Goldberg denies urging Clinton to bar Albright, Steinem

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BOSTON – Massachusetts Treasurer Deborah Goldberg, an active supporter of former U.S. secretary of state Hillary Clinton’s presidential campaign, on Tuesday refuted a report that she had suggested two prominent female surrogates ought to be kept off the campaign trail.

Earlier this month, the New York Times posted an item in its New Hampshire primary campaign notebook reporting that Goldberg said, during a conference call with other elected Clinton supporters, that former secretary of state Madeleine Albright and Gloria Steinem should be “kept away” from Clinton’s campaign after comments they made about young female voters supporting Clinton’s opponent drew widespread criticism.

“That was never said,” Goldberg told the News Service on Tuesday. “I said we need to keep away from statements like that, we need to be persuasive and understanding … That was the only thing I said. I was actually kind of disappointed that it was taken that way.”

The Times cited an anonymous “person briefed on the call” in reporting on Goldberg’s comments.

Albright, the nation’s first female secretary of state and a Clinton surrogate, had said on the campaign trail that, “There’s a special place in hell for women who don’t help each other,” apparently in reference to women who support Sen. Bernie Sanders, who is competing against Clinton for the Democratic presidential nomination.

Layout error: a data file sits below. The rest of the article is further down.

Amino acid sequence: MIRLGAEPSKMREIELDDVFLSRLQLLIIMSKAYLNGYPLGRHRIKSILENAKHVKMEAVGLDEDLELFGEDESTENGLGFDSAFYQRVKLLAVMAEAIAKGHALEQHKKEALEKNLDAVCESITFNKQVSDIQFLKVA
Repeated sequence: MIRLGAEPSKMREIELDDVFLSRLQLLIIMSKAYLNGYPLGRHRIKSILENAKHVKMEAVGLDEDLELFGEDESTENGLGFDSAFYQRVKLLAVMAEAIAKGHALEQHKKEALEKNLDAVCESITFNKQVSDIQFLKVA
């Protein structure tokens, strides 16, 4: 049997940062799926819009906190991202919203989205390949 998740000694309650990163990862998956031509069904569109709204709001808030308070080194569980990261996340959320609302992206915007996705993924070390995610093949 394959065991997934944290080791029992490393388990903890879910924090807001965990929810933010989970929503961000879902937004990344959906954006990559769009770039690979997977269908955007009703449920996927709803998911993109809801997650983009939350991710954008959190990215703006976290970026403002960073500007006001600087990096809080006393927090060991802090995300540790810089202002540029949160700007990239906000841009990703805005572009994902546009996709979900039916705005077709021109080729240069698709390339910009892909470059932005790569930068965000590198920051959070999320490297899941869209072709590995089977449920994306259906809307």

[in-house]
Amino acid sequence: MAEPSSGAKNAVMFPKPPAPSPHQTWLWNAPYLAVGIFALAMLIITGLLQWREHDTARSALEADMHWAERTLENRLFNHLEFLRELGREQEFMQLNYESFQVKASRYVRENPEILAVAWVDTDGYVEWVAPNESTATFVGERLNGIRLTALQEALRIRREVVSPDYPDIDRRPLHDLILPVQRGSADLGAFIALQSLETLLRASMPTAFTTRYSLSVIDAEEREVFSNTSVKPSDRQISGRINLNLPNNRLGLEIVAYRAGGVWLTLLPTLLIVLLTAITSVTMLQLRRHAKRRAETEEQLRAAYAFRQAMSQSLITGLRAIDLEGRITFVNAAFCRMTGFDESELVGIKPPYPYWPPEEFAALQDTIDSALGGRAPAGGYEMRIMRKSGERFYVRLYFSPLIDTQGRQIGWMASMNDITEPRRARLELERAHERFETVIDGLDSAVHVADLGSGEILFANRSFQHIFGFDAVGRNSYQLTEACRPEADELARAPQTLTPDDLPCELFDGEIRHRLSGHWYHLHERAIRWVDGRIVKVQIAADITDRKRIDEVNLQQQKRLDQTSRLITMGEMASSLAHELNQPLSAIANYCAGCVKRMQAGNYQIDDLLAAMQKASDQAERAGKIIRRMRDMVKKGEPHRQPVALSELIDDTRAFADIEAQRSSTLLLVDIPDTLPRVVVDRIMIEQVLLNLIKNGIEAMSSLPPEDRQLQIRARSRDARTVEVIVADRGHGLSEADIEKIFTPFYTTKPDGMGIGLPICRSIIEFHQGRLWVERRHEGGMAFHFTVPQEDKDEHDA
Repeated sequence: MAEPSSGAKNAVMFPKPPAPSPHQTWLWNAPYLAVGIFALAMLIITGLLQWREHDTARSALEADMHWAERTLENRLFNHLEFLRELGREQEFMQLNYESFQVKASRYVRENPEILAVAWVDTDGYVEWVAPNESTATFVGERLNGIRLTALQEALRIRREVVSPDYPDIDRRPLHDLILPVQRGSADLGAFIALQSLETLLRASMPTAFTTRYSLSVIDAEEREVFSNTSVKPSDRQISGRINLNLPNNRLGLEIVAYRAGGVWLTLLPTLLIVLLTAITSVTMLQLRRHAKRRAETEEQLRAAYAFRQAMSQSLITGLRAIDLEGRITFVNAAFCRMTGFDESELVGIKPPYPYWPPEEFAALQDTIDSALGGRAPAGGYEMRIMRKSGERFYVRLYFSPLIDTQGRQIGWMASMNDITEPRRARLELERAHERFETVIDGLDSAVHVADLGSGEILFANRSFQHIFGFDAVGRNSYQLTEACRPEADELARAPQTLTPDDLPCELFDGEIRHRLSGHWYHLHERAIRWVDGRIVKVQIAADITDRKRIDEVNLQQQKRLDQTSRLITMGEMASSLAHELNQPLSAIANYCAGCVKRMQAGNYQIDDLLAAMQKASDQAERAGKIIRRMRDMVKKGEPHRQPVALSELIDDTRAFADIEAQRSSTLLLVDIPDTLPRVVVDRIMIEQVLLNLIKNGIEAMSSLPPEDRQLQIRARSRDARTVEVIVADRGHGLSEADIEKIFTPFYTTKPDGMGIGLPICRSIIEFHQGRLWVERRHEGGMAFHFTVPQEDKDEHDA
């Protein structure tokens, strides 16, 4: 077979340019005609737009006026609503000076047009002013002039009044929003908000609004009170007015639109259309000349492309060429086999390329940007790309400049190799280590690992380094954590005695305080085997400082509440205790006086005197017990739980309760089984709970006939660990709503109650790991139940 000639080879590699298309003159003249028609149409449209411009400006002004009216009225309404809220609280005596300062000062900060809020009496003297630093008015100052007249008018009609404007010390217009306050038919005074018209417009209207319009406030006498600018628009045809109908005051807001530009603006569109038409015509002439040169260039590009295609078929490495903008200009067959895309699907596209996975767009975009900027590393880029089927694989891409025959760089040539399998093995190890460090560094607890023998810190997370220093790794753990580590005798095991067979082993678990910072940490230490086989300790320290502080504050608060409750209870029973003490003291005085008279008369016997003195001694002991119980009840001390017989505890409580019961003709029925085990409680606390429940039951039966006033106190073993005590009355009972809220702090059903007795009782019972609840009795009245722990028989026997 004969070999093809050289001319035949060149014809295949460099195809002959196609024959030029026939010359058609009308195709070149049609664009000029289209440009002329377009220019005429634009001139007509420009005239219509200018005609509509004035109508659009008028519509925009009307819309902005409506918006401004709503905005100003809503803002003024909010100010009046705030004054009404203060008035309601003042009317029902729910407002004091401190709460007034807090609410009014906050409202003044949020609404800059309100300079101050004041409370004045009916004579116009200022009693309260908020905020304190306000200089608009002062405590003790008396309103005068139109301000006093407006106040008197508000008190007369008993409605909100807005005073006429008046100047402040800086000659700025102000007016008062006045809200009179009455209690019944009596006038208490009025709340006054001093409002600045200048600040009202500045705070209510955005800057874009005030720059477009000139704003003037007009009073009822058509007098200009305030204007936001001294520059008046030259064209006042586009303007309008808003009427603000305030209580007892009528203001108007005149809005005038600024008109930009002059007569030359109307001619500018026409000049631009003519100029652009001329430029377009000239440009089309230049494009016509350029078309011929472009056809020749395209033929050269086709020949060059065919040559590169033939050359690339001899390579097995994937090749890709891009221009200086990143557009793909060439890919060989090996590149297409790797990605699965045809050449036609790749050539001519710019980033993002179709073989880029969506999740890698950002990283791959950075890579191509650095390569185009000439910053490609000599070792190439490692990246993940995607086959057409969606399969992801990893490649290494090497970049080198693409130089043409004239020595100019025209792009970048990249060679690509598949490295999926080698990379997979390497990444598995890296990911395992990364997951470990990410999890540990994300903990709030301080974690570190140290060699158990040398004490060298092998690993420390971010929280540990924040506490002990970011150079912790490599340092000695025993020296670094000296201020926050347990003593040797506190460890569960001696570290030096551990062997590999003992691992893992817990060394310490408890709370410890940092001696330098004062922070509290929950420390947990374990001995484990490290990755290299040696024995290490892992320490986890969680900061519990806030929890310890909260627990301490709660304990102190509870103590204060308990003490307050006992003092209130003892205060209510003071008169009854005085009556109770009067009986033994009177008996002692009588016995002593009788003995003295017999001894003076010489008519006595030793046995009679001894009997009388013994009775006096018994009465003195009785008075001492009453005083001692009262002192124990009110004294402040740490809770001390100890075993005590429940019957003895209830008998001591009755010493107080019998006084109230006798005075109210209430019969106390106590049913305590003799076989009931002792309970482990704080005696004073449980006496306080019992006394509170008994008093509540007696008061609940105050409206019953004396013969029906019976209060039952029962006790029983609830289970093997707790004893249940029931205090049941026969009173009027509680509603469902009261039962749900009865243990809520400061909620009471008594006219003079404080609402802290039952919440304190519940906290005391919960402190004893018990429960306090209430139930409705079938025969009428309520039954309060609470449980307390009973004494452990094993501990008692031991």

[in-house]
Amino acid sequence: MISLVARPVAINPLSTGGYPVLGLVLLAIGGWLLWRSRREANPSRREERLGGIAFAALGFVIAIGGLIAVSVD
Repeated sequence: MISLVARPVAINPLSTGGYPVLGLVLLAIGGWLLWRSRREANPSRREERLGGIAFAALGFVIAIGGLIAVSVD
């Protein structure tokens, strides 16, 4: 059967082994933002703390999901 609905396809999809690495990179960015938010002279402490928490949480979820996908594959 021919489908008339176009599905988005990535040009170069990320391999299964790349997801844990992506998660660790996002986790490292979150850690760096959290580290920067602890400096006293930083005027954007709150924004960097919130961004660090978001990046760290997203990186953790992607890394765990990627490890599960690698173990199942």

“I have been present when Madeleine has said that,” Goldberg said. “It was at a woman’s event and it was older women and I guess it’s a thing that she says. But in the environment of a race, I feel we have to work towards understanding what younger women are thinking about and helping them understand that.”

Steinem, a vocal member of the feminist movement, suggested on a television show that young women who support Sanders do so because, “the boys are with Bernie.”

“I remember when I was 18 years old, I was very idealistic and everything was black and white to me,” the treasurer said. “So it would be like when we would come to elections, my parents would sit us down, they would talk to us and I would listen, but they didn’t tell me what I needed to do.”

As voters prepare to go to the polls on Tuesday, Goldberg said she will be campaigning for Clinton this coming weekend, but will vote early since she will be in Washington, D.C. attending a meeting of the National Association of State Treasurers next week.

On Monday, an Emerson College Polling Society poll of 417 likely Democratic primary voters showed Clinton and Sanders tied with 46 percent of the Bay State vote apiece, with a 4.75 percent margin of error. Goldberg acknowledged that the race in what was once considered staunch “Clinton Country” is likely to be a close one.

“It is neck and neck. Look, this is a competitive Democratic primary, one thing that I’ve been really adamant about when I speak to people is we all have to remember we’re all on the same team,” she said. “So I try to get people to accept the fact that there are two candidates and it’s about the issues and at the end of the day it’s about helping people and our country.”

Because of her breadth of experience, Goldberg said she believes “very strongly that Hillary Clinton will be one of the best presidents that we’ve had in the history of our country.”

Written by Colin A. Young